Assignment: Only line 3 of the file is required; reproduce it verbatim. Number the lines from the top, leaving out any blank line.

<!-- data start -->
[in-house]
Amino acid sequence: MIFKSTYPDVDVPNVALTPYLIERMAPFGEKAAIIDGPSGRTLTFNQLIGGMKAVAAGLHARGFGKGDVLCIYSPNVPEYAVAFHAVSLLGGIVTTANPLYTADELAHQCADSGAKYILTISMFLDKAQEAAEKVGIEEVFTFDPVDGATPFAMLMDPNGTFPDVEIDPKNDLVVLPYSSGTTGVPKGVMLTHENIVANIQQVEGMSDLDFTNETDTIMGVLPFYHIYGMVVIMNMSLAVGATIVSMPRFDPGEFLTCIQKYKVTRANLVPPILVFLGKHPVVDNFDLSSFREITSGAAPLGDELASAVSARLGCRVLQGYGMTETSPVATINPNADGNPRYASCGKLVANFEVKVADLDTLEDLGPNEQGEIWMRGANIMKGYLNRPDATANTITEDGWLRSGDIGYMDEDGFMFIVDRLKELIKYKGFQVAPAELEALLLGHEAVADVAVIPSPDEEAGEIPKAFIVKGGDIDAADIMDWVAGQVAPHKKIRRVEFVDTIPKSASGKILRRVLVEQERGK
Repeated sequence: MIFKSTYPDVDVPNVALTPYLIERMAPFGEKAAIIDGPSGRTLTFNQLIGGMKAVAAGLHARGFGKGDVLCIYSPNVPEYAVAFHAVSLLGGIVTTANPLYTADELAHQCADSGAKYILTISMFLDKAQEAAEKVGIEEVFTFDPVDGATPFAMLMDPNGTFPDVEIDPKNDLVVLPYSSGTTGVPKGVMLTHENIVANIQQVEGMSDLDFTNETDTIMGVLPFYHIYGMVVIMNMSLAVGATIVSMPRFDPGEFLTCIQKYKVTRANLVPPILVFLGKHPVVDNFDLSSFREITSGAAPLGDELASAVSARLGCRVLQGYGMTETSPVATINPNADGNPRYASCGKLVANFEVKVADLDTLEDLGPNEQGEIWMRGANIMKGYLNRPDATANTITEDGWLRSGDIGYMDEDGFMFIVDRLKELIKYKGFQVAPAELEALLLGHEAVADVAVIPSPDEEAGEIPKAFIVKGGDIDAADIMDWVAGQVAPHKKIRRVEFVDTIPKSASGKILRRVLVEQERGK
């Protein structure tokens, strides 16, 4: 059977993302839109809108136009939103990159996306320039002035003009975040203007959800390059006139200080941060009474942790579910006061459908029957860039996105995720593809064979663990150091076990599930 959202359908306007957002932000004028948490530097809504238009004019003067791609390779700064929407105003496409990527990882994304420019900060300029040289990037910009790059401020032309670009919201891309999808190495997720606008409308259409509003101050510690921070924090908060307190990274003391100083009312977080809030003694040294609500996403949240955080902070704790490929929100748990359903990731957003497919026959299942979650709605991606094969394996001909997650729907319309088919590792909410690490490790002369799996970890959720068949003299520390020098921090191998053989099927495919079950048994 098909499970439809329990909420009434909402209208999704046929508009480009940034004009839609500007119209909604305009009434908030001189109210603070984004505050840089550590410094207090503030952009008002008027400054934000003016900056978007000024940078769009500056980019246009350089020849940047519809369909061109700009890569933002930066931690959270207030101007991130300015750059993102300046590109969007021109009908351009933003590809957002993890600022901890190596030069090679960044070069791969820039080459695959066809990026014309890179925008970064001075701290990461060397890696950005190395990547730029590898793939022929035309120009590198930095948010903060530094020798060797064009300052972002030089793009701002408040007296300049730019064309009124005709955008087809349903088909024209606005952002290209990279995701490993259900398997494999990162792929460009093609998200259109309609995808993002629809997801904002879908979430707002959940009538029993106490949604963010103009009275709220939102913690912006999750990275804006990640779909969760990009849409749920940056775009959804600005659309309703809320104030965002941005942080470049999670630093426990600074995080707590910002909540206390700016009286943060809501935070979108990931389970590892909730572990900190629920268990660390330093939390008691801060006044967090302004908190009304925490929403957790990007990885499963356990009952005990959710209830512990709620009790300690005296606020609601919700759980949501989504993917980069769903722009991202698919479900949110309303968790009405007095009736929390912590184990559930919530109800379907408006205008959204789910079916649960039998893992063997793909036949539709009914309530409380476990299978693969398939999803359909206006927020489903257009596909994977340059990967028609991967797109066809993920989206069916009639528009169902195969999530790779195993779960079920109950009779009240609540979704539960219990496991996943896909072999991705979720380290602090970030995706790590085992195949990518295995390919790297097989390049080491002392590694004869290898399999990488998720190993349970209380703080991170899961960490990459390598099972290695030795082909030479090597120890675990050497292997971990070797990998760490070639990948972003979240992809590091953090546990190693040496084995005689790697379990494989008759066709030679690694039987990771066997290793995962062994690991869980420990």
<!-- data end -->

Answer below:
Repeated sequence: MIFKSTYPDVDVPNVALTPYLIERMAPFGEKAAIIDGPSGRTLTFNQLIGGMKAVAAGLHARGFGKGDVLCIYSPNVPEYAVAFHAVSLLGGIVTTANPLYTADELAHQCADSGAKYILTISMFLDKAQEAAEKVGIEEVFTFDPVDGATPFAMLMDPNGTFPDVEIDPKNDLVVLPYSSGTTGVPKGVMLTHENIVANIQQVEGMSDLDFTNETDTIMGVLPFYHIYGMVVIMNMSLAVGATIVSMPRFDPGEFLTCIQKYKVTRANLVPPILVFLGKHPVVDNFDLSSFREITSGAAPLGDELASAVSARLGCRVLQGYGMTETSPVATINPNADGNPRYASCGKLVANFEVKVADLDTLEDLGPNEQGEIWMRGANIMKGYLNRPDATANTITEDGWLRSGDIGYMDEDGFMFIVDRLKELIKYKGFQVAPAELEALLLGHEAVADVAVIPSPDEEAGEIPKAFIVKGGDIDAADIMDWVAGQVAPHKKIRRVEFVDTIPKSASGKILRRVLVEQERGK